Nobody enjoys watching a significant portion of their wages go ::poof:: before their paycheck hits their bank accounts, but you know what they say right? Nothing is certain but death and taxes. 

Social media’s been full of little “life hacks” for as long as we can remember. Some of them are harmless. For example, putting a quarter on top of a frozen cup of water in your freezer to prevent yourself from eating food that may have spoiled during a power outage is pretty smart. Adding paper towels to the crisper drawer of your fridge to keep veggies from going limp is worth trying too. 

READ MORE: Idahoans Keep Falling For These 6 Common Scams

Unfortunately, with the explosion of TikTok’s popularity and America’s growing fascination with social media influencers there can be a lot of really bad and incorrect “hacks” on social media. It’s something that the IRS continues to warn people about. Leading up to the April 15 tax deadline, the agency counted down what they called the “dirty dozen” of tax scams. Now thousands of Americans, including Idahoans, who were due to receive higher than normal returns are biting their fingernails after stumbling across the warning more than a month too late. 

Idahoans May Have Fallen Victim to Three Major Tax Scams

Oleksiy Mark

As the IRS continues to process recent returns, they’re starting to see signs that thousands of Americans may have been scammed by bad tax advice that spread across social media like wildfire. One of the most common scams this year involved telling anyone with a job to fill out a Form 7202 to get a credit for sick leave or family leave. According to the IRS’s website, this was a credit that was only available to self-employed people. It was created during the uncertainty of the pandemic, but wasn’t available for 2023 returns. 

Other social media posts encouraged taxpayers to pursue a Fuel Tax Credit made available for off-highway business and farming use. Most average Joes or Janes aren’t eligible for the credit.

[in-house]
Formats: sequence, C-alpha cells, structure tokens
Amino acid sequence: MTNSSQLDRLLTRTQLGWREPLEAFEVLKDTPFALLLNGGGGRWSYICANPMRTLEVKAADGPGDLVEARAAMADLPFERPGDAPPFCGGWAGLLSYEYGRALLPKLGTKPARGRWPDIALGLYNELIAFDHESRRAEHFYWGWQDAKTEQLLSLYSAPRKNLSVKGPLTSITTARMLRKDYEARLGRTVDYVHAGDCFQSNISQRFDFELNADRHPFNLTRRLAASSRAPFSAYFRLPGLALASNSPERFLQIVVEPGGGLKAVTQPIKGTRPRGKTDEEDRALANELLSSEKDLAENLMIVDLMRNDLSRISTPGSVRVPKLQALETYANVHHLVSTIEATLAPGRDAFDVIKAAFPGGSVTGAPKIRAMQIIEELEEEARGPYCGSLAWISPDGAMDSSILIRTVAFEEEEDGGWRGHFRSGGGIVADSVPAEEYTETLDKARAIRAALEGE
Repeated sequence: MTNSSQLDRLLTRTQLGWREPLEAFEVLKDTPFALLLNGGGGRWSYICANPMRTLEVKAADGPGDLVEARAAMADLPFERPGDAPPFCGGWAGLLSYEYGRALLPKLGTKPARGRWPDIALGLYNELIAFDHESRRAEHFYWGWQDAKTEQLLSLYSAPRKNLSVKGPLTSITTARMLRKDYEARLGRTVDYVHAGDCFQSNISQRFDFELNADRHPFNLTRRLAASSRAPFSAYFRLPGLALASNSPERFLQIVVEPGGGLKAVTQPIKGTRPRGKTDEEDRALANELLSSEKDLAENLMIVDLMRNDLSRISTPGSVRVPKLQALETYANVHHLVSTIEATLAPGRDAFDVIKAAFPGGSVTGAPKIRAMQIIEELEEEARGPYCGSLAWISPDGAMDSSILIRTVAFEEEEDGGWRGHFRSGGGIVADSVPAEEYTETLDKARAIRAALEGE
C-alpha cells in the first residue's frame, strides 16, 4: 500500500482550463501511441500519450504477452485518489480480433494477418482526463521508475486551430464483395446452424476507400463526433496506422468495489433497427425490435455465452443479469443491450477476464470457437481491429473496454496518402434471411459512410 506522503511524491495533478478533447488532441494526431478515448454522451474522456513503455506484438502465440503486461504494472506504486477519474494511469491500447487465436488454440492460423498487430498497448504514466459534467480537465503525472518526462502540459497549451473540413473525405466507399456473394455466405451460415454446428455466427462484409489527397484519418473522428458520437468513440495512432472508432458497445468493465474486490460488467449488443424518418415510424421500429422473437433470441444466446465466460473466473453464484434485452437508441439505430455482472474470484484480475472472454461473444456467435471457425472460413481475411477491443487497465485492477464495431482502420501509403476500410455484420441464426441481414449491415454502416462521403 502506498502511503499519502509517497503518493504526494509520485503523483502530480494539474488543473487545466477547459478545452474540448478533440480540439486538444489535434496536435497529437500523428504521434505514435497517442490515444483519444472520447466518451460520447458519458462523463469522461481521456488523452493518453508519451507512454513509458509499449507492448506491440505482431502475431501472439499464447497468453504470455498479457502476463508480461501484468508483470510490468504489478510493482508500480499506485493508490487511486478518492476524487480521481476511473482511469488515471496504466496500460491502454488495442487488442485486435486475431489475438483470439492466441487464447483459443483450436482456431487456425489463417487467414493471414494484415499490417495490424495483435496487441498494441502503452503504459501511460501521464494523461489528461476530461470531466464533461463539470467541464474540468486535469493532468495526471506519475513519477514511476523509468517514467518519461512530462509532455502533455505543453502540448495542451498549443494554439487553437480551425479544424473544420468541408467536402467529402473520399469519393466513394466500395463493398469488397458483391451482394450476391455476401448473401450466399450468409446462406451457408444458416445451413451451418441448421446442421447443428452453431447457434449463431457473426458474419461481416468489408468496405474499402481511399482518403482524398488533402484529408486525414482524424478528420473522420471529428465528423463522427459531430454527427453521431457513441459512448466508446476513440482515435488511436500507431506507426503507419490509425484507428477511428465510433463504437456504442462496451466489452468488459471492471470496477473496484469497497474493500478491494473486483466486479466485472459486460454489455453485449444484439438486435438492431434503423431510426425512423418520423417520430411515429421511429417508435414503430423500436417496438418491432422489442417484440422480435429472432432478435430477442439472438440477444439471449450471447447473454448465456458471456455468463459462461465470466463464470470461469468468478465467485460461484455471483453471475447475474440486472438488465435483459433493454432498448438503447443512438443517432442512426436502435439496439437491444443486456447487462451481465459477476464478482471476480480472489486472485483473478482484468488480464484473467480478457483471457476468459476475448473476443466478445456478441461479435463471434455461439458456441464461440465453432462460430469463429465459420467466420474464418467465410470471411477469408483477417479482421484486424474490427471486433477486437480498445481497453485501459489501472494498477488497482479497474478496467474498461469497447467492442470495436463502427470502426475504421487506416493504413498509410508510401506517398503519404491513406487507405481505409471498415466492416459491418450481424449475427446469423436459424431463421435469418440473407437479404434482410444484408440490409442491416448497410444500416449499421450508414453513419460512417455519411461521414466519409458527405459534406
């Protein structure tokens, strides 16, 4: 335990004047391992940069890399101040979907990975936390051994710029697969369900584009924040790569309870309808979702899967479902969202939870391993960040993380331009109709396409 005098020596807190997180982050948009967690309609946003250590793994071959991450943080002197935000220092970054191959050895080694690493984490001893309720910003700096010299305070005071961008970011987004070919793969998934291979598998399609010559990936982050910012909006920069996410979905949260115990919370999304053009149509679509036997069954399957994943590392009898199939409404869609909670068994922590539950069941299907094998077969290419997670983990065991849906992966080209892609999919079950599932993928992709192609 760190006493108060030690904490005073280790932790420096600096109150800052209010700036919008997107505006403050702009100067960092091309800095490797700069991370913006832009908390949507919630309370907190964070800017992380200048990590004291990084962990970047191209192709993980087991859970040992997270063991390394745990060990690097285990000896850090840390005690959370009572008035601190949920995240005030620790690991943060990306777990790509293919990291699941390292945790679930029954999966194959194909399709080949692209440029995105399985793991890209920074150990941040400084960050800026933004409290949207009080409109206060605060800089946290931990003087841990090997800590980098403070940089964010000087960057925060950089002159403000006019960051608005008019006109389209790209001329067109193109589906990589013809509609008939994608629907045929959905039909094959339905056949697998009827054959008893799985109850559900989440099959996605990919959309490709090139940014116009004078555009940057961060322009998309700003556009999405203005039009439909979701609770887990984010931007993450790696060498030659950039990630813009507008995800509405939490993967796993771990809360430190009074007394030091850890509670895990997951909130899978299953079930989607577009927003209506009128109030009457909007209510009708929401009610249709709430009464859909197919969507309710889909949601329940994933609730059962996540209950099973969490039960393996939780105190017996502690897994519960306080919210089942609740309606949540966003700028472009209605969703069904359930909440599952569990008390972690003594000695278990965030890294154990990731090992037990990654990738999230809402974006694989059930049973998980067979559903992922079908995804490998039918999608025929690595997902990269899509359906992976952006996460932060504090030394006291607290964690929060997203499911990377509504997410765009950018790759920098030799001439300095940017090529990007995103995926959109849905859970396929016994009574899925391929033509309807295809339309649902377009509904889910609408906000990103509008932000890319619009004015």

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Finally, the IRS noticed that a lot of people were making up people that worked in order to get back some money for “sick” or family “medical leave” wages they never paid these imaginary employees. 

Filing a False Return Could Mean Criminal Prosecution


If any of these sound familiar and you have a gut feeling you fell for bad advice, there’s some bad news. According to Newsweek, if you file for credits you’re not eligible for, your return could be flagged and frozen. If that happens, the IRS will reach out to you to see if you do qualify for the credits. If you don’t qualify you may face a penalty of up to $5,000. If you filed a false return on purpose, you could also face criminal charges and jail time.

The good news is that if you were misled into filing for these credits, you can file an amended return to make it right. This will remove the credits and you’ll eventually get your return…without going to jail! 

KEEP READING: Idahoans Keep Falling for These 6 Common Scams

According to the Boise Police, these are some of the most common scams Idahoans will encounter over the phone, mail or online.

Gallery Credit: Michelle Heart

Five Area Codes Scammers Use to Scam Unsuspecting Idahoans and Californians

According to, these are area codes that Idahoans and Californians should avoid answering calls from. They're international numbers frequently associated with phone scams. Answering them or calling them back could result in high international calling fees.

Gallery Credit: Michelle Heart

8 Domestic Area Codes Scammers Use to Scam Unsuspecting Idahoans & Californians

According to GoBankingRates, scammers don't JUST use international area codes to swindle people out of their money. They've been using these legitimate American area codes as well.

Gallery Credit: Michelle Heart

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